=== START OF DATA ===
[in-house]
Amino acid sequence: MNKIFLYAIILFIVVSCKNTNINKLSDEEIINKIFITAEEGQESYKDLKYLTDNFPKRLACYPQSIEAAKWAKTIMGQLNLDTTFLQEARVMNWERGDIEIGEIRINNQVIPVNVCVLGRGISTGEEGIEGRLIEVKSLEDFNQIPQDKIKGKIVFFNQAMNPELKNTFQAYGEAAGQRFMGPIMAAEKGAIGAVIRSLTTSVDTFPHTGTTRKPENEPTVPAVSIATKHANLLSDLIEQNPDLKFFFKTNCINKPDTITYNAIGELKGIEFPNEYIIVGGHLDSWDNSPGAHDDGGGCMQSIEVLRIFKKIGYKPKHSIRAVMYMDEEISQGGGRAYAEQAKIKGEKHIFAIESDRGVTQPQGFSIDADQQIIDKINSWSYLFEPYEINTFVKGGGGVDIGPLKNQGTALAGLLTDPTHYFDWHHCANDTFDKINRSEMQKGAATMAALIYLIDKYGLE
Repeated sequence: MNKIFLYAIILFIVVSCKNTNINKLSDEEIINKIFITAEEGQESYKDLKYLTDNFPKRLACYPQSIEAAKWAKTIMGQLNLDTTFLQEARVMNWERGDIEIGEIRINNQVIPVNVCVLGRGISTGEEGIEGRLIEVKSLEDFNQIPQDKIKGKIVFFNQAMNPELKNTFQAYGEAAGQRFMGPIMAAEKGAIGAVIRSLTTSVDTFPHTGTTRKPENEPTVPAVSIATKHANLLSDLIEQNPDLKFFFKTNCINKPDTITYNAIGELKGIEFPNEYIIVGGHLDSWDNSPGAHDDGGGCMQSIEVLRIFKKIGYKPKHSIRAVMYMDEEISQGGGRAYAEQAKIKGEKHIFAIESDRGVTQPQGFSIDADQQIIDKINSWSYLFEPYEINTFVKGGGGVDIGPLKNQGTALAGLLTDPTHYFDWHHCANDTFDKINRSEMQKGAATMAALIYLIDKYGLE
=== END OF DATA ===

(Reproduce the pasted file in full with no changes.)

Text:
[in-house]
Amino acid sequence: MNKIFLYAIILFIVVSCKNTNINKLSDEEIINKIFITAEEGQESYKDLKYLTDNFPKRLACYPQSIEAAKWAKTIMGQLNLDTTFLQEARVMNWERGDIEIGEIRINNQVIPVNVCVLGRGISTGEEGIEGRLIEVKSLEDFNQIPQDKIKGKIVFFNQAMNPELKNTFQAYGEAAGQRFMGPIMAAEKGAIGAVIRSLTTSVDTFPHTGTTRKPENEPTVPAVSIATKHANLLSDLIEQNPDLKFFFKTNCINKPDTITYNAIGELKGIEFPNEYIIVGGHLDSWDNSPGAHDDGGGCMQSIEVLRIFKKIGYKPKHSIRAVMYMDEEISQGGGRAYAEQAKIKGEKHIFAIESDRGVTQPQGFSIDADQQIIDKINSWSYLFEPYEINTFVKGGGGVDIGPLKNQGTALAGLLTDPTHYFDWHHCANDTFDKINRSEMQKGAATMAALIYLIDKYGLE
Repeated sequence: MNKIFLYAIILFIVVSCKNTNINKLSDEEIINKIFITAEEGQESYKDLKYLTDNFPKRLACYPQSIEAAKWAKTIMGQLNLDTTFLQEARVMNWERGDIEIGEIRINNQVIPVNVCVLGRGISTGEEGIEGRLIEVKSLEDFNQIPQDKIKGKIVFFNQAMNPELKNTFQAYGEAAGQRFMGPIMAAEKGAIGAVIRSLTTSVDTFPHTGTTRKPENEPTVPAVSIATKHANLLSDLIEQNPDLKFFFKTNCINKPDTITYNAIGELKGIEFPNEYIIVGGHLDSWDNSPGAHDDGGGCMQSIEVLRIFKKIGYKPKHSIRAVMYMDEEISQGGGRAYAEQAKIKGEKHIFAIESDRGVTQPQGFSIDADQQIIDKINSWSYLFEPYEINTFVKGGGGVDIGPLKNQGTALAGLLTDPTHYFDWHHCANDTFDKINRSEMQKGAATMAALIYLIDKYGLE